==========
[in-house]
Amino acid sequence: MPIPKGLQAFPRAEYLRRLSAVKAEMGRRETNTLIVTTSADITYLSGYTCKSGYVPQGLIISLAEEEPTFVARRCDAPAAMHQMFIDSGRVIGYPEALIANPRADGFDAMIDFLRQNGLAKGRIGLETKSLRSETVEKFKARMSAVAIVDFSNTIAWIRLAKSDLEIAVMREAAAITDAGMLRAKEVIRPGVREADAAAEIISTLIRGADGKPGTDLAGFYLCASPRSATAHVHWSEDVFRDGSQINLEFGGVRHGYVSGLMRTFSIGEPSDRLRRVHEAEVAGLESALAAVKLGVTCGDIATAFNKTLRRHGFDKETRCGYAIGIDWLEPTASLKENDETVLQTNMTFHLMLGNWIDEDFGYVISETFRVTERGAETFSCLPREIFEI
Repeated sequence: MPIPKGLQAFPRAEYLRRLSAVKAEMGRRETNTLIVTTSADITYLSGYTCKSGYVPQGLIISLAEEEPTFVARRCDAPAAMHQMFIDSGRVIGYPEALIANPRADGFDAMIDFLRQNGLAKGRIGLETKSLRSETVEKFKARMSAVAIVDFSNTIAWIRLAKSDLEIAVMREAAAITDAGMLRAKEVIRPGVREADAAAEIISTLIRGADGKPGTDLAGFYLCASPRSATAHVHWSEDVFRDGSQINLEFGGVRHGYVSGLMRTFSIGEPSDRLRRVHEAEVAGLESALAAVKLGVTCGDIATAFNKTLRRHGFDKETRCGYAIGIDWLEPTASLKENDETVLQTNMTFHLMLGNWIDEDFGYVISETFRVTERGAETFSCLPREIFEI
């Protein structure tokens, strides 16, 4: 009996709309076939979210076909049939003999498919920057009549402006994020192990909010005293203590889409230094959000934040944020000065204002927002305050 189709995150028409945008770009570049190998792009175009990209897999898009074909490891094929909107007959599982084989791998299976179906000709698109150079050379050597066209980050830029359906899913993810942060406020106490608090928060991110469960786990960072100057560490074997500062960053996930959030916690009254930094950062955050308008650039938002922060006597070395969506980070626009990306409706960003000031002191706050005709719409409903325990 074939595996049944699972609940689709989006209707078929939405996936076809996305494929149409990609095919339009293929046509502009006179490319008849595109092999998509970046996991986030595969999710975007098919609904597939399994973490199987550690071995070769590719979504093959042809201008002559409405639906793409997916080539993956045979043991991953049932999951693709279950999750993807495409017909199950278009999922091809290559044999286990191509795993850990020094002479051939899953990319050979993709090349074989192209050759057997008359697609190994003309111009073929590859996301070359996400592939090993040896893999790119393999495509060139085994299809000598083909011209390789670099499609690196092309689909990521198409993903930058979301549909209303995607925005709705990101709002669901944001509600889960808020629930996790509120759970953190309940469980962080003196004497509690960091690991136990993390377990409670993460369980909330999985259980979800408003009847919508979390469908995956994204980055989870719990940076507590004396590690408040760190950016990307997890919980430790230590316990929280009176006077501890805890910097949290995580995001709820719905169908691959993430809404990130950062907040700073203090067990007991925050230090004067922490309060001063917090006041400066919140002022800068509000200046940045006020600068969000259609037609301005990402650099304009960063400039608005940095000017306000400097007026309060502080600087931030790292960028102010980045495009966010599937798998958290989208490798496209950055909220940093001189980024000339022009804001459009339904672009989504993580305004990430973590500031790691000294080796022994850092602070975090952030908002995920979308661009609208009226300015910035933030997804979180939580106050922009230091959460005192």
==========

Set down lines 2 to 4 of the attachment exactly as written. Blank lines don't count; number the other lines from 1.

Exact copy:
Amino acid sequence: MPIPKGLQAFPRAEYLRRLSAVKAEMGRRETNTLIVTTSADITYLSGYTCKSGYVPQGLIISLAEEEPTFVARRCDAPAAMHQMFIDSGRVIGYPEALIANPRADGFDAMIDFLRQNGLAKGRIGLETKSLRSETVEKFKARMSAVAIVDFSNTIAWIRLAKSDLEIAVMREAAAITDAGMLRAKEVIRPGVREADAAAEIISTLIRGADGKPGTDLAGFYLCASPRSATAHVHWSEDVFRDGSQINLEFGGVRHGYVSGLMRTFSIGEPSDRLRRVHEAEVAGLESALAAVKLGVTCGDIATAFNKTLRRHGFDKETRCGYAIGIDWLEPTASLKENDETVLQTNMTFHLMLGNWIDEDFGYVISETFRVTERGAETFSCLPREIFEI
Repeated sequence: MPIPKGLQAFPRAEYLRRLSAVKAEMGRRETNTLIVTTSADITYLSGYTCKSGYVPQGLIISLAEEEPTFVARRCDAPAAMHQMFIDSGRVIGYPEALIANPRADGFDAMIDFLRQNGLAKGRIGLETKSLRSETVEKFKARMSAVAIVDFSNTIAWIRLAKSDLEIAVMREAAAITDAGMLRAKEVIRPGVREADAAAEIISTLIRGADGKPGTDLAGFYLCASPRSATAHVHWSEDVFRDGSQINLEFGGVRHGYVSGLMRTFSIGEPSDRLRRVHEAEVAGLESALAAVKLGVTCGDIATAFNKTLRRHGFDKETRCGYAIGIDWLEPTASLKENDETVLQTNMTFHLMLGNWIDEDFGYVISETFRVTERGAETFSCLPREIFEI
């Protein structure tokens, strides 16, 4: 009996709309076939979210076909049939003999498919920057009549402006994020192990909010005293203590889409230094959000934040944020000065204002927002305050 189709995150028409945008770009570049190998792009175009990209897999898009074909490891094929909107007959599982084989791998299976179906000709698109150079050379050597066209980050830029359906899913993810942060406020106490608090928060991110469960786990960072100057560490074997500062960053996930959030916690009254930094950062955050308008650039938002922060006597070395969506980070626009990306409706960003000031002191706050005709719409409903325990 074939595996049944699972609940689709989006209707078929939405996936076809996305494929149409990609095919339009293929046509502009006179490319008849595109092999998509970046996991986030595969999710975007098919609904597939399994973490199987550690071995070769590719979504093959042809201008002559409405639906793409997916080539993956045979043991991953049932999951693709279950999750993807495409017909199950278009999922091809290559044999286990191509795993850990020094002479051939899953990319050979993709090349074989192209050759057997008359697609190994003309111009073929590859996301070359996400592939090993040896893999790119393999495509060139085994299809000598083909011209390789670099499609690196092309689909990521198409993903930058979301549909209303995607925005709705990101709002669901944001509600889960808020629930996790509120759970953190309940469980962080003196004497509690960091690991136990993390377990409670993460369980909330999985259980979800408003009847919508979390469908995956994204980055989870719990940076507590004396590690408040760190950016990307997890919980430790230590316990929280009176006077501890805890910097949290995580995001709820719905169908691959993430809404990130950062907040700073203090067990007991925050230090004067922490309060001063917090006041400066919140002022800068509000200046940045006020600068969000259609037609301005990402650099304009960063400039608005940095000017306000400097007026309060502080600087931030790292960028102010980045495009966010599937798998958290989208490798496209950055909220940093001189980024000339022009804001459009339904672009989504993580305004990430973590500031790691000294080796022994850092602070975090952030908002995920979308661009609208009226300015910035933030997804979180939580106050922009230091959460005192």